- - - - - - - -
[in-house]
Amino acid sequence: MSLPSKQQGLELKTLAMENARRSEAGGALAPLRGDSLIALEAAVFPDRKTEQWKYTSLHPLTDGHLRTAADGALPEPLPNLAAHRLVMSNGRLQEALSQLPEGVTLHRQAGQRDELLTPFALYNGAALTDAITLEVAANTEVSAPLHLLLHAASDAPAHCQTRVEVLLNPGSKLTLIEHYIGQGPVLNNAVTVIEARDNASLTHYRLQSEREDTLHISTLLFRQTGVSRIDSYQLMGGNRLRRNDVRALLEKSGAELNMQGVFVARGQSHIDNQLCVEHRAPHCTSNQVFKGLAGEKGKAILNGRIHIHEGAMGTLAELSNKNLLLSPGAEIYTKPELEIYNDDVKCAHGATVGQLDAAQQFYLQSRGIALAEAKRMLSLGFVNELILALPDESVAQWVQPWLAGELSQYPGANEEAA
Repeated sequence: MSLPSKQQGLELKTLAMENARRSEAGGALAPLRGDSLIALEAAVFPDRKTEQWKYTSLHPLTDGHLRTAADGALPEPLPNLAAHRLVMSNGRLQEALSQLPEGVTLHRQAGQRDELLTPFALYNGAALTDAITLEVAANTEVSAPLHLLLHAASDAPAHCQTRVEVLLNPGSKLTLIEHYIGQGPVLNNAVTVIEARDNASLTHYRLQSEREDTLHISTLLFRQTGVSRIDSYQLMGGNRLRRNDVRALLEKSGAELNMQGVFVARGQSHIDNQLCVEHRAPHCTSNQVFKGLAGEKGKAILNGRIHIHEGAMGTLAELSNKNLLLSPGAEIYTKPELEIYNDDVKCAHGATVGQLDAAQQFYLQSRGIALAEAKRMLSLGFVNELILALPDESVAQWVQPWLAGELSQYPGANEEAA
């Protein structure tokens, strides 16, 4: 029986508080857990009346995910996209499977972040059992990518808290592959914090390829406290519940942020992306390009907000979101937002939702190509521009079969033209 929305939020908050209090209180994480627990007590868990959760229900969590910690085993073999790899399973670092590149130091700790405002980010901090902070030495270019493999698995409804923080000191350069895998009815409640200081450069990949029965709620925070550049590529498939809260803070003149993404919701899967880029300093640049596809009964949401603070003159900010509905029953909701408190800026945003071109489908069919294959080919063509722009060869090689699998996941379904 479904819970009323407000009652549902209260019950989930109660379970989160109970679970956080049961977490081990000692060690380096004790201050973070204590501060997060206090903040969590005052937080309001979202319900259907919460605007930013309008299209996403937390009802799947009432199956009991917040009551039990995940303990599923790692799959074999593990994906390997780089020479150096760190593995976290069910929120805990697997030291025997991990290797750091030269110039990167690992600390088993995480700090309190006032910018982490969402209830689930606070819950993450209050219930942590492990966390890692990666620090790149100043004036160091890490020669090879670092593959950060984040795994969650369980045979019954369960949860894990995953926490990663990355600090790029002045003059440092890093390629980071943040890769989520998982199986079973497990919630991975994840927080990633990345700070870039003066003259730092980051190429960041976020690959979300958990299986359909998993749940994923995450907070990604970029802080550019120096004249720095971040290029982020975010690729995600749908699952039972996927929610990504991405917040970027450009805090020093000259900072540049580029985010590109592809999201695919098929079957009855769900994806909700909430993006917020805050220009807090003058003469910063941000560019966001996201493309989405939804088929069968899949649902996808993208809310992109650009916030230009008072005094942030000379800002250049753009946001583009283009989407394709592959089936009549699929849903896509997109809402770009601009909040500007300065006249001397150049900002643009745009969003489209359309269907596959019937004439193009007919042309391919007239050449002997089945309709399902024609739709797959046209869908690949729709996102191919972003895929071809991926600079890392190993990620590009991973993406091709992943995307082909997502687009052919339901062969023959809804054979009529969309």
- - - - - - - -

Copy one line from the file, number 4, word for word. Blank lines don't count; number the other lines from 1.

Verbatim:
């Protein structure tokens, strides 16, 4: 029986508080857990009346995910996209499977972040059992990518808290592959914090390829406290519940942020992306390009907000979101937002939702190509521009079969033209 929305939020908050209090209180994480627990007590868990959760229900969590910690085993073999790899399973670092590149130091700790405002980010901090902070030495270019493999698995409804923080000191350069895998009815409640200081450069990949029965709620925070550049590529498939809260803070003149993404919701899967880029300093640049596809009964949401603070003159900010509905029953909701408190800026945003071109489908069919294959080919063509722009060869090689699998996941379904 479904819970009323407000009652549902209260019950989930109660379970989160109970679970956080049961977490081990000692060690380096004790201050973070204590501060997060206090903040969590005052937080309001979202319900259907919460605007930013309008299209996403937390009802799947009432199956009991917040009551039990995940303990599923790692799959074999593990994906390997780089020479150096760190593995976290069910929120805990697997030291025997991990290797750091030269110039990167690992600390088993995480700090309190006032910018982490969402209830689930606070819950993450209050219930942590492990966390890692990666620090790149100043004036160091890490020669090879670092593959950060984040795994969650369980045979019954369960949860894990995953926490990663990355600090790029002045003059440092890093390629980071943040890769989520998982199986079973497990919630991975994840927080990633990345700070870039003066003259730092980051190429960041976020690959979300958990299986359909998993749940994923995450907070990604970029802080550019120096004249720095971040290029982020975010690729995600749908699952039972996927929610990504991405917040970027450009805090020093000259900072540049580029985010590109592809999201695919098929079957009855769900994806909700909430993006917020805050220009807090003058003469910063941000560019966001996201493309989405939804088929069968899949649902996808993208809310992109650009916030230009008072005094942030000379800002250049753009946001583009283009989407394709592959089936009549699929849903896509997109809402770009601009909040500007300065006249001397150049900002643009745009969003489209359309269907596959019937004439193009007919042309391919007239050449002997089945309709399902024609739709797959046209869908690949729709996102191919972003895929071809991926600079890392190993990620590009991973993406091709992943995307082909997502687009052919339901062969023959809804054979009529969309």